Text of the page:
What to Do With Leggy Basil? And How to Prevent It

What to do with leggy basil

Basil is an aromatic and flavorful herb to add to your garden, but when its plants become tall and leggy it can become difficult to enjoy its fragrance and flavor. But fear not: basil’s presence should still be appreciated and valued – in fact it should! The answer lies within your fingertips!

Leggy basil can still be planted in your garden and trained into an attractive, bushy herb you desire – the key to doing so lies in pruning!

What to do with leggy basil? If your basil plants are leggy, don’t give up just yet! I will cover all of the potential reasons and remedies that could cause this condition as well as how you can prune and propagate new plants from your prunings.

What Is Legginess?

A leggy basil plant develops tall stems but only produces two or three leaves per stem, as opposed to branching out more in an ever-bushier fashion as it matures. As soon as your basil has grown larger, make sure it starts spreading outwards instead of upwards!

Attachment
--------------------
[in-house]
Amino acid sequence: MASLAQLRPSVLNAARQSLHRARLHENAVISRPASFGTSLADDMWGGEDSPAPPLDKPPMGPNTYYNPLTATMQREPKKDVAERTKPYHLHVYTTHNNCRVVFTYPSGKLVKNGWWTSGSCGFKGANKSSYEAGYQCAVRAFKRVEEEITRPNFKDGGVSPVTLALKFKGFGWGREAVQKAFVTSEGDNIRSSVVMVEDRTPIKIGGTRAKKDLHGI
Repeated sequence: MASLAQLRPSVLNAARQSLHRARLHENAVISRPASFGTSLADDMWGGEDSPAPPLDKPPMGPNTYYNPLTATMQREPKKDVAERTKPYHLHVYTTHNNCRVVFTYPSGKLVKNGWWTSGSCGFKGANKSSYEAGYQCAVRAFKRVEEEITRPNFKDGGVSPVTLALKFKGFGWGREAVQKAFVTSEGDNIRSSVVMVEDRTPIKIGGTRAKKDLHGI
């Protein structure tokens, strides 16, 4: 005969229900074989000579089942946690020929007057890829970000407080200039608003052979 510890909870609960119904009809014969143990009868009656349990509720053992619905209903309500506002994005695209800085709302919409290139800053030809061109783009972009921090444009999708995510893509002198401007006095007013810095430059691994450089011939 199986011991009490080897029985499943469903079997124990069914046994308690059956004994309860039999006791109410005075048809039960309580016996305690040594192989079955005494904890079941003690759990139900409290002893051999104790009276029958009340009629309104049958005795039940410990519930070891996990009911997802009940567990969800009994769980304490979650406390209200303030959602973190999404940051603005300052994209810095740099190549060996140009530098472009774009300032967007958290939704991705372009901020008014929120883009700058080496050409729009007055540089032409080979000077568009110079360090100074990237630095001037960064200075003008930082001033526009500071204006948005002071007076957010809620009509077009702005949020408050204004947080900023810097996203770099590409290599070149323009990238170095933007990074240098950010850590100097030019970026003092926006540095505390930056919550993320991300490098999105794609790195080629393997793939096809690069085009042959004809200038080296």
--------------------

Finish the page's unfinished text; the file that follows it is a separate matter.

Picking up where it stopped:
Basil plants that become too tall will find it increasingly difficult to remain upright, eventually toppling over due to thin and weak stems. Should these snap, your plant could become irreparably damaged and may even perish completely.

Weak stems cannot support the weight of water. After experiencing heavy rainfall, you may find your leggy basil plants are either drooping or have even fallen over completely. In order to restore their condition as quickly as possible, it’s best to water close to their soil source as much as possible.

Reasons Why Basil Plants May Be Leggy

What to do with leggy basil? There could be several causes for why your basil plants have become leggy; all can be easily solved.

Basil requires between six to eight hours of sunlight every day in order to thrive, which should not present an issue for gardeners unless your garden is heavily shaded.

Many of us, myself included, enjoy growing basil inside our homes; unfortunately this can often lead to insufficient sunlight reaching your basil plants.

Your indoor basil plants might not receive enough light without access to direct south light; therefore, moving it outdoors could help ensure they get enough sun. When planting in containers, be sure to move it throughout the day in order to remain under direct sun light.

Too Much Fertilizer